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|Title: ||Defective Artemis causes mild telomere dysfunction|
|Authors: ||Yasaei, H|
DNA damage response
|Publication Date: ||2010|
|Publisher: ||BioMed Central|
|Citation: ||Genome Integrity. 1:3|
|Abstract: ||Background: Repair of DNA double strand breaks by non-homologous end joining (NHEJ) requires several proteins including Ku, DNA-PKcs, Artemis, XRCC4, Ligase IV and XLF. Two of these proteins, namely Ku and DNA-PKcs, are also involved in maintenance of telomeres, chromosome end-structures. In contrast, cells defective in Ligase IV and XRCC4 do not show changes in telomere length or function suggesting that these proteins are not involved in telomere maintenance. Since a mouse study indicated that defective Artemis may cause telomere dysfunction we investigated the effects of defective Artemis on telomere maintenance in human cells.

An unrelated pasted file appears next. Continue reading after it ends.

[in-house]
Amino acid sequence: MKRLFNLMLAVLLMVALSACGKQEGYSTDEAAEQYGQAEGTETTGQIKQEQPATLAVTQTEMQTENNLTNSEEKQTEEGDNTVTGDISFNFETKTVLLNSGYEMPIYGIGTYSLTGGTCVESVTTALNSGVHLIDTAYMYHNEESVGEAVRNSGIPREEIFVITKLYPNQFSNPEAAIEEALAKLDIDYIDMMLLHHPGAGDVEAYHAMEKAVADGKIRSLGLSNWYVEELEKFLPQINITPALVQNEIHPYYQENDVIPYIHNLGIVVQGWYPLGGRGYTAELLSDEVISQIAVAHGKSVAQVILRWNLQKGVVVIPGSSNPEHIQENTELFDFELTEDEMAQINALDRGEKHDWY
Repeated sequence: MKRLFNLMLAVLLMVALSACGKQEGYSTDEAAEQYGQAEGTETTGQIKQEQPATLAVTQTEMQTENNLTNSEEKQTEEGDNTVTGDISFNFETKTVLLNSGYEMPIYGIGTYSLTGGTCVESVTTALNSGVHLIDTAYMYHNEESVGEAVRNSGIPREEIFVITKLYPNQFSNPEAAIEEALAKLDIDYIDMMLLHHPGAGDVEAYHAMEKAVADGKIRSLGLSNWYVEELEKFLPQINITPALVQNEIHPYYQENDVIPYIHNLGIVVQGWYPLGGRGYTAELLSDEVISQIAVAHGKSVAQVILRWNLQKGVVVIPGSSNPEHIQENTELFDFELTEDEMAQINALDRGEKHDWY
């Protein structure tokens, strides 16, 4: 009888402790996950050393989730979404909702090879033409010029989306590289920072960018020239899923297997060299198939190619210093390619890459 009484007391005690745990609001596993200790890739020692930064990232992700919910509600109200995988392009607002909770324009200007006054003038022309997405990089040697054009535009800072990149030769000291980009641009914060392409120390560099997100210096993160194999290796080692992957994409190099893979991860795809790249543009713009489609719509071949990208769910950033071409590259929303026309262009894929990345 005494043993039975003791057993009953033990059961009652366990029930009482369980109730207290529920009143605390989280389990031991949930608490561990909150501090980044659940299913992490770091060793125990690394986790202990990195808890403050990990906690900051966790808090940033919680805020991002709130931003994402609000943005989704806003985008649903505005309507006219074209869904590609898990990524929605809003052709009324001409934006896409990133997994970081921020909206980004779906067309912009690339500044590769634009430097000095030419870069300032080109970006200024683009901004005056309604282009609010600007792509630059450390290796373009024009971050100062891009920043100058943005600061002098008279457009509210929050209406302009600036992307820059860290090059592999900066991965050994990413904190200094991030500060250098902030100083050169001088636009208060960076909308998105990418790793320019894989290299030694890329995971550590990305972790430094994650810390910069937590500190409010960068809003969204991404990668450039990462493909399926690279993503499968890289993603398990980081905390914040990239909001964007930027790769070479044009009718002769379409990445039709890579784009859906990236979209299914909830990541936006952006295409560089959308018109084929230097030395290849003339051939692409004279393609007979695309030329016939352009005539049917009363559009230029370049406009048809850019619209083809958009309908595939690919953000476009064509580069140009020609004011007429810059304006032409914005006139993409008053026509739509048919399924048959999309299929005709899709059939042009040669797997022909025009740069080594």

Results: We observed significantly elevated frequencies of telomeric fusions in two primary fibroblast cell lines established from Artemis defective patients relative to the control cell line. The frequencies of telomeric fusions increased after exposure of Artemis defective cells to ionizing radiation. Furthermore, we observed increased incidence of DNA damage at telomeres in Artemis defective cells that underwent more than 32 population doublings using the TIF (Telomere dysfunction Induced Foci) assay. We have also inhibited the expression levels of DNA-PKcs in Artemis defective cell lines by either using synthetic inhibitor (IC86621) or RNAi and observed their greater sensitivity to telomere dysfunction relative to control cells.
Conclusion: These results suggest that defective Artemis causes a mild telomere dysfunction phenotype in human cell lines.|
|Sponsorship: ||This article is available through the Brunel Open Access Publishing Fund. This study was supported by a grant from European Commission RISC-RAD contract FI6R-CT2003-508842|
|Appears in Collections:||School of Health Sciences and Social Care Research Papers|
Brunel OA Publishing Fund
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